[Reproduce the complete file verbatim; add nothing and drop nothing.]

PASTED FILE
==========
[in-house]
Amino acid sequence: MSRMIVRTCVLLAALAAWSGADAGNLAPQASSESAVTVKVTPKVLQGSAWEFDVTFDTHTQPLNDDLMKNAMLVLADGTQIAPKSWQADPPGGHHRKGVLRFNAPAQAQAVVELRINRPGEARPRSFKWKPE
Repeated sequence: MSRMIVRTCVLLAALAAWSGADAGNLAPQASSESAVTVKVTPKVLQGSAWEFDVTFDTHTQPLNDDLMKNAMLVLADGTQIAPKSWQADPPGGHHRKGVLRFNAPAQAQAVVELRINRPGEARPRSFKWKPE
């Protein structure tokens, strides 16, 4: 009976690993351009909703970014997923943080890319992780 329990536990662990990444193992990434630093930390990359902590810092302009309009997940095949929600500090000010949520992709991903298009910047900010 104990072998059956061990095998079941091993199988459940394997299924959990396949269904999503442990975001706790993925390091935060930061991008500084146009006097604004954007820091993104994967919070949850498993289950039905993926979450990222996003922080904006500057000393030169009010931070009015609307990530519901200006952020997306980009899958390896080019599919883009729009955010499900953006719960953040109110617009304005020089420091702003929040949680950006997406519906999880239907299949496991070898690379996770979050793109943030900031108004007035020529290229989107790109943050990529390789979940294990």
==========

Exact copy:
[in-house]
Amino acid sequence: MSRMIVRTCVLLAALAAWSGADAGNLAPQASSESAVTVKVTPKVLQGSAWEFDVTFDTHTQPLNDDLMKNAMLVLADGTQIAPKSWQADPPGGHHRKGVLRFNAPAQAQAVVELRINRPGEARPRSFKWKPE
Repeated sequence: MSRMIVRTCVLLAALAAWSGADAGNLAPQASSESAVTVKVTPKVLQGSAWEFDVTFDTHTQPLNDDLMKNAMLVLADGTQIAPKSWQADPPGGHHRKGVLRFNAPAQAQAVVELRINRPGEARPRSFKWKPE
């Protein structure tokens, strides 16, 4: 009976690993351009909703970014997923943080890319992780 329990536990662990990444193992990434630093930390990359902590810092302009309009997940095949929600500090000010949520992709991903298009910047900010 104990072998059956061990095998079941091993199988459940394997299924959990396949269904999503442990975001706790993925390091935060930061991008500084146009006097604004954007820091993104994967919070949850498993289950039905993926979450990222996003922080904006500057000393030169009010931070009015609307990530519901200006952020997306980009899958390896080019599919883009729009955010499900953006719960953040109110617009304005020089420091702003929040949680950006997406519906999880239907299949496991070898690379996770979050793109943030900031108004007035020529290229989107790109943050990529390789979940294990």